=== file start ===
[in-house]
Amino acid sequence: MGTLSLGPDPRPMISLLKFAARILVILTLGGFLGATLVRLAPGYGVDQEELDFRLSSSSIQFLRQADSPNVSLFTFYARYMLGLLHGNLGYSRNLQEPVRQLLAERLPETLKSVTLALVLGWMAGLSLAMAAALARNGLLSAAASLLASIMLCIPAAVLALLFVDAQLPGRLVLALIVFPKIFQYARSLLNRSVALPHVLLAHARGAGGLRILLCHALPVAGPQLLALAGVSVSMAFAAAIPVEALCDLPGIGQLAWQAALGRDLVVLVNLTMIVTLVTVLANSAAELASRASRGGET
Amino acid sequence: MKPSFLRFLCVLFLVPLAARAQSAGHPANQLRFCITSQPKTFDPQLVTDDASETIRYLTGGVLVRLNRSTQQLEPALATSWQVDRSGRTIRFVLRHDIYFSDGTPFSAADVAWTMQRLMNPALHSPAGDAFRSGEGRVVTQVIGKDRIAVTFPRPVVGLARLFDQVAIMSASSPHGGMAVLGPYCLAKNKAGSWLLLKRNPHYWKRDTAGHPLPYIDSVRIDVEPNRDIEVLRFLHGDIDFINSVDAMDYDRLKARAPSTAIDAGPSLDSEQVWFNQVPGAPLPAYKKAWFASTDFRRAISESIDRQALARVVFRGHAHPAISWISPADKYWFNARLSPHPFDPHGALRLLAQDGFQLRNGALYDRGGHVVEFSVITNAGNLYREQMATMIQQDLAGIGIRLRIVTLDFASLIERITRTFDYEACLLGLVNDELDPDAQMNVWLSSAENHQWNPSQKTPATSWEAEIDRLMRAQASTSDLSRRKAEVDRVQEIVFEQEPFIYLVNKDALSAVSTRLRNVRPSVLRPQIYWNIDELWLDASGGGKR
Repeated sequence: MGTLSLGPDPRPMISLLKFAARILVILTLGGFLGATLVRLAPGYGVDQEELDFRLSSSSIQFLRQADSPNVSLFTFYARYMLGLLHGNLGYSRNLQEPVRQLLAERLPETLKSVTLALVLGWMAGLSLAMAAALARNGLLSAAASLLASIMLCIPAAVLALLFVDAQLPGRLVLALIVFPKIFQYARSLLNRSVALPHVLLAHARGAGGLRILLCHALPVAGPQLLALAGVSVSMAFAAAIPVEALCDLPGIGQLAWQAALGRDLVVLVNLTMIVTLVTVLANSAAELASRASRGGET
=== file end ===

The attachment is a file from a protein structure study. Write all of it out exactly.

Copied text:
[in-house]
Amino acid sequence: MGTLSLGPDPRPMISLLKFAARILVILTLGGFLGATLVRLAPGYGVDQEELDFRLSSSSIQFLRQADSPNVSLFTFYARYMLGLLHGNLGYSRNLQEPVRQLLAERLPETLKSVTLALVLGWMAGLSLAMAAALARNGLLSAAASLLASIMLCIPAAVLALLFVDAQLPGRLVLALIVFPKIFQYARSLLNRSVALPHVLLAHARGAGGLRILLCHALPVAGPQLLALAGVSVSMAFAAAIPVEALCDLPGIGQLAWQAALGRDLVVLVNLTMIVTLVTVLANSAAELASRASRGGET
Amino acid sequence: MKPSFLRFLCVLFLVPLAARAQSAGHPANQLRFCITSQPKTFDPQLVTDDASETIRYLTGGVLVRLNRSTQQLEPALATSWQVDRSGRTIRFVLRHDIYFSDGTPFSAADVAWTMQRLMNPALHSPAGDAFRSGEGRVVTQVIGKDRIAVTFPRPVVGLARLFDQVAIMSASSPHGGMAVLGPYCLAKNKAGSWLLLKRNPHYWKRDTAGHPLPYIDSVRIDVEPNRDIEVLRFLHGDIDFINSVDAMDYDRLKARAPSTAIDAGPSLDSEQVWFNQVPGAPLPAYKKAWFASTDFRRAISESIDRQALARVVFRGHAHPAISWISPADKYWFNARLSPHPFDPHGALRLLAQDGFQLRNGALYDRGGHVVEFSVITNAGNLYREQMATMIQQDLAGIGIRLRIVTLDFASLIERITRTFDYEACLLGLVNDELDPDAQMNVWLSSAENHQWNPSQKTPATSWEAEIDRLMRAQASTSDLSRRKAEVDRVQEIVFEQEPFIYLVNKDALSAVSTRLRNVRPSVLRPQIYWNIDELWLDASGGGKR
Repeated sequence: MGTLSLGPDPRPMISLLKFAARILVILTLGGFLGATLVRLAPGYGVDQEELDFRLSSSSIQFLRQADSPNVSLFTFYARYMLGLLHGNLGYSRNLQEPVRQLLAERLPETLKSVTLALVLGWMAGLSLAMAAALARNGLLSAAASLLASIMLCIPAAVLALLFVDAQLPGRLVLALIVFPKIFQYARSLLNRSVALPHVLLAHARGAGGLRILLCHALPVAGPQLLALAGVSVSMAFAAAIPVEALCDLPGIGQLAWQAALGRDLVVLVNLTMIVTLVTVLANSAAELASRASRGGET